In an earlier post, I promised you Venice. La Serenissima. It has been and is still a place of endless fascination and inspiration to painters, sculptors, writers, filmmakers--the entire spectrum of creative arts in fact. I love its smallness, the way that getting lost in its twisting, shifting streets becomes adventure--getting lost almost anywhere else induces in me panic and a sense of helplessness. Not in Venice, though.
This was my third visit--for the last day of Carnevale. On the first two occasions I was a gaper, a gawper--too overwhelmed and entranced to do anything other than stare and gasp at the beauty of light and proportion--and certainly too enchanted to even think of taking notes. This time I was better prepared, and these are some of the things I saw in particular detail, small visions of Venetian life which, now written down, will be fixed forever in my memory, far better than any static photograph.
One old man, moving very slowly about his unknown business over the Frari bridge, elegant and stately in expensively cut coat and muffled against the bright cold. His freckled face had the look of a benign toad under a black homburg hat, set just so on his large head.
A small, fast-gossiping herd of very tiny and shrunken old women. Fur coats and hats, seemingly coloured the exact shade of their dyed and thinning hair, set over bird legs tripping off a vaporetto on high-heeled but sturdy shoes, polished to a high shine.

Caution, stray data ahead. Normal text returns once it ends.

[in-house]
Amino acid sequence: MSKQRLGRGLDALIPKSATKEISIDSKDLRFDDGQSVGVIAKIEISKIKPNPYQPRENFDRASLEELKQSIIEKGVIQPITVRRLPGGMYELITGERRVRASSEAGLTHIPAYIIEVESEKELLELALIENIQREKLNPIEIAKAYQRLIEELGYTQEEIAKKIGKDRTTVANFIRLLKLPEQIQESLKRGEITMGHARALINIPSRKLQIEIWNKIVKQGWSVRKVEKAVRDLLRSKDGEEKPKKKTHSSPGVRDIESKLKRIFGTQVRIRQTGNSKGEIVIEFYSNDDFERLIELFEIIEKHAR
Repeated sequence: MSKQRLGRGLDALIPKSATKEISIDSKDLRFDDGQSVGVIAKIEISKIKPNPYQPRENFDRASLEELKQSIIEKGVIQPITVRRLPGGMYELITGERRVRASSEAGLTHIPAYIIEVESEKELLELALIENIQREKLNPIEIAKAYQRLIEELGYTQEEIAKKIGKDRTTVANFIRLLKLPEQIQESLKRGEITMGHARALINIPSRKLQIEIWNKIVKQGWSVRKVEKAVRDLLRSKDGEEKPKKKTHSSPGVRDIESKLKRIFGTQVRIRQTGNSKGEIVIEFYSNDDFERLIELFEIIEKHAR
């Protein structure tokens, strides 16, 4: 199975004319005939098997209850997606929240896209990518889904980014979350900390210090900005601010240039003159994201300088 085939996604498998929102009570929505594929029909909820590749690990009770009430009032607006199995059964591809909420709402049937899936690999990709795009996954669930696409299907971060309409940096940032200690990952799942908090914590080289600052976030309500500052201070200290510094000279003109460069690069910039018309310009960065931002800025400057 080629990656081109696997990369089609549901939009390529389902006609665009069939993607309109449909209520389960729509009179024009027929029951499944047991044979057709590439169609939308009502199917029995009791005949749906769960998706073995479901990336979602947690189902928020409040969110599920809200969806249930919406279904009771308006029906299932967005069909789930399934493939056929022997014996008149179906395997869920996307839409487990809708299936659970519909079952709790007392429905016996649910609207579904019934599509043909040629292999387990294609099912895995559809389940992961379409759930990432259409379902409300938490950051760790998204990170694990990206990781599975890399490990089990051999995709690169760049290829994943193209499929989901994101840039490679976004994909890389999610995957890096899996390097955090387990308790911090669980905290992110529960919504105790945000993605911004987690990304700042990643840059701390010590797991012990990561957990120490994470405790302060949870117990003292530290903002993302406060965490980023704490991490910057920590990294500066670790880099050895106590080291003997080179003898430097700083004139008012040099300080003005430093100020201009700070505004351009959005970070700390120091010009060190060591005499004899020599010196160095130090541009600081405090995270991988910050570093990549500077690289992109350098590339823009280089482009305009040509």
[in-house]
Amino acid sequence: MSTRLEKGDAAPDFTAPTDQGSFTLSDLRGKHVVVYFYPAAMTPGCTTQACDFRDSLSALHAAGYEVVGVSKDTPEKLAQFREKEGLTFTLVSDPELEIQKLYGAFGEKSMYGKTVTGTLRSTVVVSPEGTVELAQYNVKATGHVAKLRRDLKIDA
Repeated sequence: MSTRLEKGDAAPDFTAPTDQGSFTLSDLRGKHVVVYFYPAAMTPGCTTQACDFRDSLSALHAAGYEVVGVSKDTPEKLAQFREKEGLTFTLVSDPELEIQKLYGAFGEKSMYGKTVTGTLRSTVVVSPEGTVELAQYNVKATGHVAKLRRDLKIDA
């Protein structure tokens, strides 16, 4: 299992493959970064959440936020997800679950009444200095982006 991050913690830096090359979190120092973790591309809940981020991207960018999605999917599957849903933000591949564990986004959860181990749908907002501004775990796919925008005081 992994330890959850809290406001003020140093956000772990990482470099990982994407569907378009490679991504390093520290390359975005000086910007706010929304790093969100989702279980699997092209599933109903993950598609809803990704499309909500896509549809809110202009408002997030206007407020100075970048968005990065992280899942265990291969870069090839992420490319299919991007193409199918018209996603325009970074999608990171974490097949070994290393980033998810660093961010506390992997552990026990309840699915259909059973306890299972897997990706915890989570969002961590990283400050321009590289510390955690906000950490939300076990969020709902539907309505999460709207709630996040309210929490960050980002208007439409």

An incongruity of Native Americans whooping an energetic war-dance on the Riva degli Schiavoni, complete with feathered headdresses, deer hoof rattles, and S. Giorgio Maggiore looming out of the laguna at their backs.
A masked, costumed and incognito 'celebrity'--surrounded by hard-eyed minders with radios, earpieces and suspicious underarm bulges. On his own, he would never have been noticed. Who was he? Perhaps 'Hello' will know....
The mystery of the dressed-up, yet unmasked. Why? I wanted to ask them? Why not add that one last essential piece of costume?
With the mad tricorned crowd, dancing (slightly drunk on grappa and love) to the music of a faux-Abba band at midnight in the Piazza San Marco.
Everywhere, confetti underfoot--red, blue, pink, green, yellow, white, orange--the visible outward sign of a Venetian hangover.
A busyness of small yellow minitruck trains pulling trolleys of dismantled greenery--loaded by whistling workmen onto lorries perched precariously on flatbed barges.
The proud winged green lion of Carnevale--a colossus towering above the crowds on Monday, now, on Tuesday, denuded of his greenery and reduced to three pieces of white and green stained polystyrene pussycat, each looking slightly ashamed of itself.
The sound of suitcase wheels on stone bridges.
The Bridge of Sospiri--muffled in sky blue hoarding and diminished to an advertising accessory.
The unexpected gift of glasses of homemade myrtille--strong and sweet as rubies--from walrus-whiskered waiter Fulvio in Al Covo--where the fritto misto is unsurpassed and Diane's Panna Cotta a revelation of velvety sweetness and delight.
The Bellini Madonna in the Basilica dei Frari. No photograph can ever do justice to her shining calm and beauty, nor to the tenderness and mystery of her slightly sideways gaze.
And finally...Franciscus Travaginus, Regiae Accademiae Britanicae, who lies in the same Basilica under a worn and yellowing cracked marble slab, opposite Saints Michele and Francisco. I wish him a peaceful rest under the hushed and wondering feet which pass over him in their multitudes every day, never even noticing he is there.